It would seem reasonable that we would express our appreciation to these service members by giving them the same “veteran benefits” allotted to those who served in the “regular” forces.  And doing so would be pretty easy, just by changing one word in the current law: “consecutive” to “cumulative.”

The Reserve Officers Association has worked with Congress to try to get this change approved. And it appears that no one is opposed to making the change.

While many argue the semantics of who is a veteran, perhaps we can all agree that when a person dons the uniform of our country, and signs up to serve and sacrifice, we can repay that debt by honoring what they have done. It isn’t necessary to make a divide when unity makes us not only better, but also stronger.

Military Connection salutes and proudly serves veterans and service members in the Army, Navy, Air Force, Marines, Coast Guard, Guard and Reserve,  and their families.

Are For-Profit Colleges the Best Choice for Veteran Education?

for profit schools

By Debbie Gregory.

A number of for-profit colleges have been characterized as preying on those seeing to use their veteran education benefits. These schools are often guilty of inflated job promises and under-delivering on education. With more than 1 million veterans and their families taking advantage of the Post-9/11 GI Bill to attend college, are for-profit school the best choice?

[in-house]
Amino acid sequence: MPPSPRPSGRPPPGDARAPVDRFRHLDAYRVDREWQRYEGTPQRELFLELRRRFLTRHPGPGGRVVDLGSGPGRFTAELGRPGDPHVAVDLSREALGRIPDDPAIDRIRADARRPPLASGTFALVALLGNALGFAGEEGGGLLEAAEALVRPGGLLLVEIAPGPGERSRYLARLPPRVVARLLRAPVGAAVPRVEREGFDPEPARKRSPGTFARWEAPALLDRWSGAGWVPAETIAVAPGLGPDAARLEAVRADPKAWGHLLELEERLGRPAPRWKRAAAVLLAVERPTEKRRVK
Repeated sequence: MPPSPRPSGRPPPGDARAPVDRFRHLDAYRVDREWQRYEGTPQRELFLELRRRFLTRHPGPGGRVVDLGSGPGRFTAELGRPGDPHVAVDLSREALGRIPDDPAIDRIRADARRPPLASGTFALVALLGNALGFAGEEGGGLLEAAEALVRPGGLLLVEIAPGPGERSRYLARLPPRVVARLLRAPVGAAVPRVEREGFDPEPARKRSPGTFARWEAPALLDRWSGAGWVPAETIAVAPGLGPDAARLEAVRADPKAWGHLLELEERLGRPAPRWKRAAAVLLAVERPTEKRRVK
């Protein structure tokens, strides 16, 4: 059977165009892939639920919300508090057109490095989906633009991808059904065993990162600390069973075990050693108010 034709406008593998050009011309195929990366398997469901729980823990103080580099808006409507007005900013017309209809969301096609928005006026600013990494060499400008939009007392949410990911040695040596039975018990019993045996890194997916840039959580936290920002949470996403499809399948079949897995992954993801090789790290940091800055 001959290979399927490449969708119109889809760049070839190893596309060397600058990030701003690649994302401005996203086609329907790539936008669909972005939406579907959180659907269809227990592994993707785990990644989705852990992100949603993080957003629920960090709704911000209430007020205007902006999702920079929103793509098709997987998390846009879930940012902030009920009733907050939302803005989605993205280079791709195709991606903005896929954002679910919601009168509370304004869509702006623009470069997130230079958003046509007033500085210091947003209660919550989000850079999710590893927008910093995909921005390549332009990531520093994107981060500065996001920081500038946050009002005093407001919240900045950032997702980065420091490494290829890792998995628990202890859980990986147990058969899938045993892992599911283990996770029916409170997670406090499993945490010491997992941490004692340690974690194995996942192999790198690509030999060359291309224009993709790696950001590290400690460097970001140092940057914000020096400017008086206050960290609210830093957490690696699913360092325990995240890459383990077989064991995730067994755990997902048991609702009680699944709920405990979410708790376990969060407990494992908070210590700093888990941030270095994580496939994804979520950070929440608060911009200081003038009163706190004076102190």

It’s no secret that the for-profit sector has aggressively aimed its marketing to members of the military. A 2014 Senate report found that eight for-profit college companies received $2.9 billion in Post-9/11 GI Bill veteran benefits, approximately one quarter of all the funds spent on GI Bill benefits in 2012-2013.

Further, due to a loophole in current law, veteran education students are unusually attractive to for-profit colleges. First, veterans eligible for Post-9/11 GI Bill benefits offer for-profit colleges a guaranteed stream of federal revenue but, unlike the students attending the colleges with federal student loans, do not present a risk of subsequent default.

In addition, the Higher Education Act requires that all proprietary (for-profit) colleges demonstrate compliance with the “90/10 rule” meaning that at least ten percent of revenues must come from sources other than federal financial aid funds authorized by Title IV of the Higher Education Act. However, as currently written, federal military educational benefits including Post-9/11 GI Bill benefits are not counted as federal financial aid and in fact are counted on the “10” side of the revenue calculation.